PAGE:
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Publication numberUS6963117 B2
Publication typeGrant
Application numberUS 10/230,563
Publication dateNov 8, 2005
Filing dateAug 29, 2002
Priority dateJun 4, 2002
Fee statusPaid
Also published asUS20030222321
Publication number10230563, 230563, US 6963117 B2, US 6963117B2, US-B2-6963117, US6963117 B2, US6963117B2
InventorsWoo-Seok Yang, Sung-hae Jung, Sung-Weon Kang, Yun-Tae Kim
Original AssigneeElectronics And Telecommunications Research Institute
Export CitationBiBTeX, EndNote, RefMan
External Links: USPTO, USPTO Assignment, Espacenet
Microelectromechanical device using resistive electromechanical contact
US 6963117 B2
Abstract
A microelectromechanical device that transmits an electric signal using mechanical contact between conductors is provided. The microelectromechanical device has a conductive oxide layer on at least one of contacting surfaces of the conductors. The conductor may be a signal line or a contact pad. According to the microelectromechanical device, the signal line or the contact pad is coated with the conductive oxide layer, thereby preventing the occurrence of micro-welding problem due to resistive heat. As a result, a reliability and a power handling of a microelectromechanical device can be improved.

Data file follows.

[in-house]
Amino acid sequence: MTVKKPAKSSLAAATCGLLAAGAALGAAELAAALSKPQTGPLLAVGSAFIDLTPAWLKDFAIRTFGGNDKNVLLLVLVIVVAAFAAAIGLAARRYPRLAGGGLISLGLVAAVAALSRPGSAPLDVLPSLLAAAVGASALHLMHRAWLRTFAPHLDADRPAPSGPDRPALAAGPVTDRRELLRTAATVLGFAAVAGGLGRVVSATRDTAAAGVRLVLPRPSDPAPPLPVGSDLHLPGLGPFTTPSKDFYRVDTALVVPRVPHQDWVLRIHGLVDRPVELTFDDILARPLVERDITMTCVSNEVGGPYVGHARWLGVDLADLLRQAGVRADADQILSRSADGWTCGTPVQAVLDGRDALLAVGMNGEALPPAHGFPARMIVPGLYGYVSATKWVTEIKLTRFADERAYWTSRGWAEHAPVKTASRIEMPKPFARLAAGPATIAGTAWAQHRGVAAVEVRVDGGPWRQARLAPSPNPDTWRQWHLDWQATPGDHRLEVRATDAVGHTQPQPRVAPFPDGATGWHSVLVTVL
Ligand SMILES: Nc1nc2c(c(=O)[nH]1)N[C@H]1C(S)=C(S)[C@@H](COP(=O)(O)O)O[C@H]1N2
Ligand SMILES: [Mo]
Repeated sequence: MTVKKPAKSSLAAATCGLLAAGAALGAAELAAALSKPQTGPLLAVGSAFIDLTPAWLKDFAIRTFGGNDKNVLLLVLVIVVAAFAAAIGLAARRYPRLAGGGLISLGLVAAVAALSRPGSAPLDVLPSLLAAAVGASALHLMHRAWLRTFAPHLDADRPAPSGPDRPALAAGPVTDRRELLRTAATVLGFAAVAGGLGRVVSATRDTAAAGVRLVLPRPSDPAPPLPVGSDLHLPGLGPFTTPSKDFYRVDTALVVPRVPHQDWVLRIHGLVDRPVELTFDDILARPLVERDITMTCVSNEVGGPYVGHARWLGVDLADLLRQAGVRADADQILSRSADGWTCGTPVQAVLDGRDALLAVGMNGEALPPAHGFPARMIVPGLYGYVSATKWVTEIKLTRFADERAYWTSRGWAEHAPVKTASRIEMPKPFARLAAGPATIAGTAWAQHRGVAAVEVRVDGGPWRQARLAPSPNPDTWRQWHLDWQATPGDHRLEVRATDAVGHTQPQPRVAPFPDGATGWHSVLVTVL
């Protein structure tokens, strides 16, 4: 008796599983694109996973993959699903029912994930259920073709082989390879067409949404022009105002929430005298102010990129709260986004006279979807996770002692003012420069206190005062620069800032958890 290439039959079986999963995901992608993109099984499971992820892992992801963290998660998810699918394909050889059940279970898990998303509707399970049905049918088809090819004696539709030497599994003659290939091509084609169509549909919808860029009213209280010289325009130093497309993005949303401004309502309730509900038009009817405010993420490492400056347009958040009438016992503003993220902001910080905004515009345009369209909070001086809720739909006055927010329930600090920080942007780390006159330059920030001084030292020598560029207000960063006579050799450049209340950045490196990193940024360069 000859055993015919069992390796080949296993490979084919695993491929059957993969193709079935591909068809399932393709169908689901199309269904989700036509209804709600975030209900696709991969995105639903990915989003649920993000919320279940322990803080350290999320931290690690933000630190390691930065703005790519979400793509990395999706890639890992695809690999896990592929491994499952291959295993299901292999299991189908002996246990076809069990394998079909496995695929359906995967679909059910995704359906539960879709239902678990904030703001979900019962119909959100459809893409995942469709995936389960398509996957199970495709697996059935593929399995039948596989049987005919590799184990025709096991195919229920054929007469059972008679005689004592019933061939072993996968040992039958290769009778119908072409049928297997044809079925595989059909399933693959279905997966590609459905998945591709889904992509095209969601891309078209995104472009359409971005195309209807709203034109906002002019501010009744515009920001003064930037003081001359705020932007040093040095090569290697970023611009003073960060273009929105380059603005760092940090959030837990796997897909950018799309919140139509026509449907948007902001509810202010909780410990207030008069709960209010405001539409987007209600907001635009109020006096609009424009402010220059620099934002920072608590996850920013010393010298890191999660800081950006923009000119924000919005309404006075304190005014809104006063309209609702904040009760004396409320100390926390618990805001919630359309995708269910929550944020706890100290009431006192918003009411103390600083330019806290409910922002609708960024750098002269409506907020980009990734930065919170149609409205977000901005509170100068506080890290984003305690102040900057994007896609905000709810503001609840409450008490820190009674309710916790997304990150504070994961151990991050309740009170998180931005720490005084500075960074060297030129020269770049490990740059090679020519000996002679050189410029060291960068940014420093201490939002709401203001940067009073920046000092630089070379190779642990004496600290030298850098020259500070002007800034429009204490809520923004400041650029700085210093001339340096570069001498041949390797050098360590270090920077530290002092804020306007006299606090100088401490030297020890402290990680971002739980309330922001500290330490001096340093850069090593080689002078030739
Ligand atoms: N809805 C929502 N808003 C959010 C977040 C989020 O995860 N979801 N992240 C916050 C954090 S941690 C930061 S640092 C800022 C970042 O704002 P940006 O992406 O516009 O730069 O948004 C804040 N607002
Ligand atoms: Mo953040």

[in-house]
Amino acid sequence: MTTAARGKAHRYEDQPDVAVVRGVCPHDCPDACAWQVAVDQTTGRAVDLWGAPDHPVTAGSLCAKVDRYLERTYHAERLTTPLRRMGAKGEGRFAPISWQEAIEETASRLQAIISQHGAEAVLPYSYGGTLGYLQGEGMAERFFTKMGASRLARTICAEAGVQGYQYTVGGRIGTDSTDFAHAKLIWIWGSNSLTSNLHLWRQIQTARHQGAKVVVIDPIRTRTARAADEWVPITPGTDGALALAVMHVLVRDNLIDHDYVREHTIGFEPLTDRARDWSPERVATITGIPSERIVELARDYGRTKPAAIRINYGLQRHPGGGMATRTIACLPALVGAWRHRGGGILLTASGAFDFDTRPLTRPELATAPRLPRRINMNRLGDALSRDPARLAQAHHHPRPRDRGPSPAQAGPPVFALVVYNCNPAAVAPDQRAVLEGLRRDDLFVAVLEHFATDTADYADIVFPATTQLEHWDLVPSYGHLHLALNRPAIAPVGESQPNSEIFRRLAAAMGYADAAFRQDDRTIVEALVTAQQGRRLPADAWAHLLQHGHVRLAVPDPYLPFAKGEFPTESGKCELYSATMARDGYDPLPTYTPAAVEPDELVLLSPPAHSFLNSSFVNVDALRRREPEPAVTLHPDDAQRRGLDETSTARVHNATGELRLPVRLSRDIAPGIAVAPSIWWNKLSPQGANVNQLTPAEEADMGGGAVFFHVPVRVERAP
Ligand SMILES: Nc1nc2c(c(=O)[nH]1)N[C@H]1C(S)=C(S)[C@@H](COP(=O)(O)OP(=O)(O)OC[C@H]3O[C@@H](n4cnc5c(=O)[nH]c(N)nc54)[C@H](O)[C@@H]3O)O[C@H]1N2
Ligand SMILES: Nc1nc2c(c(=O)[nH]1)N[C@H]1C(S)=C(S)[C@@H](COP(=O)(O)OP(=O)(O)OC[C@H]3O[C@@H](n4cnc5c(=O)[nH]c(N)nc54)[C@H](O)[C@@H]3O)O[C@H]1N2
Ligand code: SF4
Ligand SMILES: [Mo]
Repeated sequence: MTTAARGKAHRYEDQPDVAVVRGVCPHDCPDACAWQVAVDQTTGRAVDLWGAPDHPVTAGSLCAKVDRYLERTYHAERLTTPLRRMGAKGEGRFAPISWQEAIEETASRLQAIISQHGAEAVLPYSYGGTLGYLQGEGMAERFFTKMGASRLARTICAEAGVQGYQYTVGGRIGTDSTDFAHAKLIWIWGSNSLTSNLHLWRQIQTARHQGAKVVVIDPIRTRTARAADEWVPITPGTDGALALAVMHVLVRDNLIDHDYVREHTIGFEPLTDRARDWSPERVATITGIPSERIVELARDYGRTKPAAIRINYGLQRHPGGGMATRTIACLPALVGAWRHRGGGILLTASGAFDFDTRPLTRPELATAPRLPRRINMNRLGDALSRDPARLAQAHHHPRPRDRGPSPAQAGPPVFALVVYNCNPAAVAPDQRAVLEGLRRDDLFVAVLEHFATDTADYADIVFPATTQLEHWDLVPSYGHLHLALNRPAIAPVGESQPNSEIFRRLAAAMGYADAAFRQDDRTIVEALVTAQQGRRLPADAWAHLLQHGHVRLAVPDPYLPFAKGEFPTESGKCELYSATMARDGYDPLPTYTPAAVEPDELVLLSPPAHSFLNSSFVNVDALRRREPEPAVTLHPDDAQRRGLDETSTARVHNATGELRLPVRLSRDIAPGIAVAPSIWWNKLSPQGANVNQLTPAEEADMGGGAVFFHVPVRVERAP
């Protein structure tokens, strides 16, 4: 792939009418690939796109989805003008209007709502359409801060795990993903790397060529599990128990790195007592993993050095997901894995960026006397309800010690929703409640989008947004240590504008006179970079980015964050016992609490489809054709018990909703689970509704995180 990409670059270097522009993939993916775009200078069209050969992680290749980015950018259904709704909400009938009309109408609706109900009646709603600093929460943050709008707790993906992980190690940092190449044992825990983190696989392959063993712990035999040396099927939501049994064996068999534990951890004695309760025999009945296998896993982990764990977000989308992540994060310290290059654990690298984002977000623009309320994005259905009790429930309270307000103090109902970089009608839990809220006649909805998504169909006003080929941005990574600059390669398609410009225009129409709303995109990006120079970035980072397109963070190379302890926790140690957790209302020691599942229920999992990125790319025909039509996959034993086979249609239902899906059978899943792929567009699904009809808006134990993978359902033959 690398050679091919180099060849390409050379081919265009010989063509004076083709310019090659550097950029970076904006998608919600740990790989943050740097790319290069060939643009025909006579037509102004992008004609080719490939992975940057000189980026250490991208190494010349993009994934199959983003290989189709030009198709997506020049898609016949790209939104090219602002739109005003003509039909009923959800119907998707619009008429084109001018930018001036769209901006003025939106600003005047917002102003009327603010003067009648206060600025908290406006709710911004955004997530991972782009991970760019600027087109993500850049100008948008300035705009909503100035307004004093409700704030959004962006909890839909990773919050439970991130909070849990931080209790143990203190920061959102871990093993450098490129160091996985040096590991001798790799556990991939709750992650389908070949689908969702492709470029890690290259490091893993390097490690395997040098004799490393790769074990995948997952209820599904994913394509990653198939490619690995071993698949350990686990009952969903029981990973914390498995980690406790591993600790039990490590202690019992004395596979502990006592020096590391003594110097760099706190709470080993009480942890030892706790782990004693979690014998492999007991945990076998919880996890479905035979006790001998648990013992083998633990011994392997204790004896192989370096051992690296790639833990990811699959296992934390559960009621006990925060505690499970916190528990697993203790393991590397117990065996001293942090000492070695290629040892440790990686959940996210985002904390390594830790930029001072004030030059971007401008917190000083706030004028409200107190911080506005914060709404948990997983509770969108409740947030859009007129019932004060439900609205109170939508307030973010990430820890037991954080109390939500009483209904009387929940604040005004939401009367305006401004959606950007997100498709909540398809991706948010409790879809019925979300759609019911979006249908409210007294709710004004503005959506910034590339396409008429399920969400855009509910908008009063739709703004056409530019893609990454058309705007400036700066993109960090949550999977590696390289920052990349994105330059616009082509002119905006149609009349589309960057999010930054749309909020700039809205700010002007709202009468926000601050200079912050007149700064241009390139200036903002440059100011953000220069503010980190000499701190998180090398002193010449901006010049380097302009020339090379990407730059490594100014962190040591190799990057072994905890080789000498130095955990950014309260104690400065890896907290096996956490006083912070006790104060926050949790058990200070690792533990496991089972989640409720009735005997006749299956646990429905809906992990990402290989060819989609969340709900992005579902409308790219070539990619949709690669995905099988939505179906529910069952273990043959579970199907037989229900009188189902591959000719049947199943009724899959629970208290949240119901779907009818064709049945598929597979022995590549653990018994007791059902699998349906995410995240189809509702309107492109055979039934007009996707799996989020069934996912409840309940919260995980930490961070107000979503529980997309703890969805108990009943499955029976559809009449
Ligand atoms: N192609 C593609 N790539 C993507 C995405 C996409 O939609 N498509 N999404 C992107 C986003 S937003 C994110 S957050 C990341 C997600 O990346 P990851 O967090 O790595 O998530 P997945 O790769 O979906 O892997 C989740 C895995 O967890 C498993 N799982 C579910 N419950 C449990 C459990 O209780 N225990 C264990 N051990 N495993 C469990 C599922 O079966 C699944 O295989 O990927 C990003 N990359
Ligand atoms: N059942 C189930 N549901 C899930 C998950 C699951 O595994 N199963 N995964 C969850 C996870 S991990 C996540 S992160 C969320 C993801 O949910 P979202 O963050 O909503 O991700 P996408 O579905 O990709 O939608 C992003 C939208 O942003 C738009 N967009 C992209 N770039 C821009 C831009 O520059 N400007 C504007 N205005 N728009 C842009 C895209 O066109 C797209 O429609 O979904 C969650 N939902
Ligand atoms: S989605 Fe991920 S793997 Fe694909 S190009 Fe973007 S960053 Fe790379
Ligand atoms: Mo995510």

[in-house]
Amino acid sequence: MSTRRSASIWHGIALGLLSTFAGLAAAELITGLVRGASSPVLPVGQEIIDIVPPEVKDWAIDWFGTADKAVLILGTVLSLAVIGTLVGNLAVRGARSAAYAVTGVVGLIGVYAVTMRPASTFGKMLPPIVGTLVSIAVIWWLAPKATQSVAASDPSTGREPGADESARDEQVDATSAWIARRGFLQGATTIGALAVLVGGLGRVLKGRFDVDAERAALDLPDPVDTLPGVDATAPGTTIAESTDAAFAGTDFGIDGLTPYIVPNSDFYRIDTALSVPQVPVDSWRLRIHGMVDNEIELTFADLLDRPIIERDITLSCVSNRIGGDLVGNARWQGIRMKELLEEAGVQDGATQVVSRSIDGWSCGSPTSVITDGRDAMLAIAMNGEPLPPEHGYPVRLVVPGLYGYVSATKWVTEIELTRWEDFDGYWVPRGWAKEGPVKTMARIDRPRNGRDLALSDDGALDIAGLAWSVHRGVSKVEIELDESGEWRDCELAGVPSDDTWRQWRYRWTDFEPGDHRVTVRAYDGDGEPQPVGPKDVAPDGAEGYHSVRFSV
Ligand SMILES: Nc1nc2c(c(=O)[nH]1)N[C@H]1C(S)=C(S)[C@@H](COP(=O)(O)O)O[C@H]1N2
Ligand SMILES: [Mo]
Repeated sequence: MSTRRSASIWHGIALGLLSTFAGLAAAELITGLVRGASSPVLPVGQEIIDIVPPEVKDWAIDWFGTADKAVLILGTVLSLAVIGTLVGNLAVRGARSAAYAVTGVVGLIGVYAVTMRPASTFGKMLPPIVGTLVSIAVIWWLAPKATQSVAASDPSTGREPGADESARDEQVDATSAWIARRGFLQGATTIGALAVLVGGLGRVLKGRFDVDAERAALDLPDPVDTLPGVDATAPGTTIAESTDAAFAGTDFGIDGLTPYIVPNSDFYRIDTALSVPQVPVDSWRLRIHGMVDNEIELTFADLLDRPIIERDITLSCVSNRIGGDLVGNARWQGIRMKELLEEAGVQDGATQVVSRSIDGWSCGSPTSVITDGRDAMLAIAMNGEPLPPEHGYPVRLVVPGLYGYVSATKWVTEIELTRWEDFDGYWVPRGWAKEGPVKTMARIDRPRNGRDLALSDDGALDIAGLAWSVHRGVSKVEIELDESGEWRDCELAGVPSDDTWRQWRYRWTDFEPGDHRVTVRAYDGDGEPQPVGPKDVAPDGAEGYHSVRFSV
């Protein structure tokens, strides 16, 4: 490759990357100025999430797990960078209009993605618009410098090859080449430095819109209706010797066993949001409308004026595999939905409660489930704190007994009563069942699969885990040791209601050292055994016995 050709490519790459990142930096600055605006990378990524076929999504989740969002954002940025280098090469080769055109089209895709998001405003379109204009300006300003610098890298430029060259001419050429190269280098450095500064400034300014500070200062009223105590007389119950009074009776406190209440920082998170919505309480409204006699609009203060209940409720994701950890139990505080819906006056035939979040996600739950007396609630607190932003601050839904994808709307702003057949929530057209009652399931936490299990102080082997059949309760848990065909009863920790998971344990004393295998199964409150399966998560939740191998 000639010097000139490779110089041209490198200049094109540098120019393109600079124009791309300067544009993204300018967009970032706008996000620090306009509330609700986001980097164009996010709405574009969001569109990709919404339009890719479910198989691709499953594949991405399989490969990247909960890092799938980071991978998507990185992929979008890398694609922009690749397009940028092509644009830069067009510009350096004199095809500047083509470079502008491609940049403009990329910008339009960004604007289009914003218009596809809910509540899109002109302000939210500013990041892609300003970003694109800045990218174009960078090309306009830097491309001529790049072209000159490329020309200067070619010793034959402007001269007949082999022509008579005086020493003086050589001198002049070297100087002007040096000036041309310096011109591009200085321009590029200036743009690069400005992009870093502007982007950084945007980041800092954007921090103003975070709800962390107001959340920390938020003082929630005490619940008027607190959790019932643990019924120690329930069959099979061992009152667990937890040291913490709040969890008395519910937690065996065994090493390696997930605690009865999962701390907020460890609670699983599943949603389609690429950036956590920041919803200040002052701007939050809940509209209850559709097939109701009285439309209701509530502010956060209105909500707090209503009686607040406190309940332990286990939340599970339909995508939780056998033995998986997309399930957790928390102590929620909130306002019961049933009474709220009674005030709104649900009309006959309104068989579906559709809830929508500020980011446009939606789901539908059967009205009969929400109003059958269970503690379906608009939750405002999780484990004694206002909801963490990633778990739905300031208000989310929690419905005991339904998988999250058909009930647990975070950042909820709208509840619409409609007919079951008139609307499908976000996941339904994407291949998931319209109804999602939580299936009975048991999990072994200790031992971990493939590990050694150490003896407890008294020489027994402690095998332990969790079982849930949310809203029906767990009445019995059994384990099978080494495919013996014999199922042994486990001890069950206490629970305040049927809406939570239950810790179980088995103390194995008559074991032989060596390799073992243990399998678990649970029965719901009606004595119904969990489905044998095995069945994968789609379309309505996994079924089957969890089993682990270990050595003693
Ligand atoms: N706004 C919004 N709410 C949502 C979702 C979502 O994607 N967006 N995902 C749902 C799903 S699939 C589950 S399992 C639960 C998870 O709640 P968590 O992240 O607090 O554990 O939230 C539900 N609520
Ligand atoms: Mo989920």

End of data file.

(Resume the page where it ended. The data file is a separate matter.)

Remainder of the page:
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Claims(20)
1. A microelectromechanical device transmitting an electric signal using mechanical contact between conductors each having a body, the microelectromechanical device comprising a conductive oxide layer on at least one of contacting surfaces of the conductors, wherein the conductive oxide layer is formed of ruthenium oxide, iridium oxide, indium oxide, tin oxide, or zinc oxide and the body of each conductor is formed of a noble metal layer and coated with the conductive oxide layer.
2. The microelectromechanical device of claim 1, wherein the conductive oxide layer is formed by a physical vapor deposition method such as a reactive magnetron sputtering method, or a chemical vapor deposition method such as metal organic chemical vapor deposition method.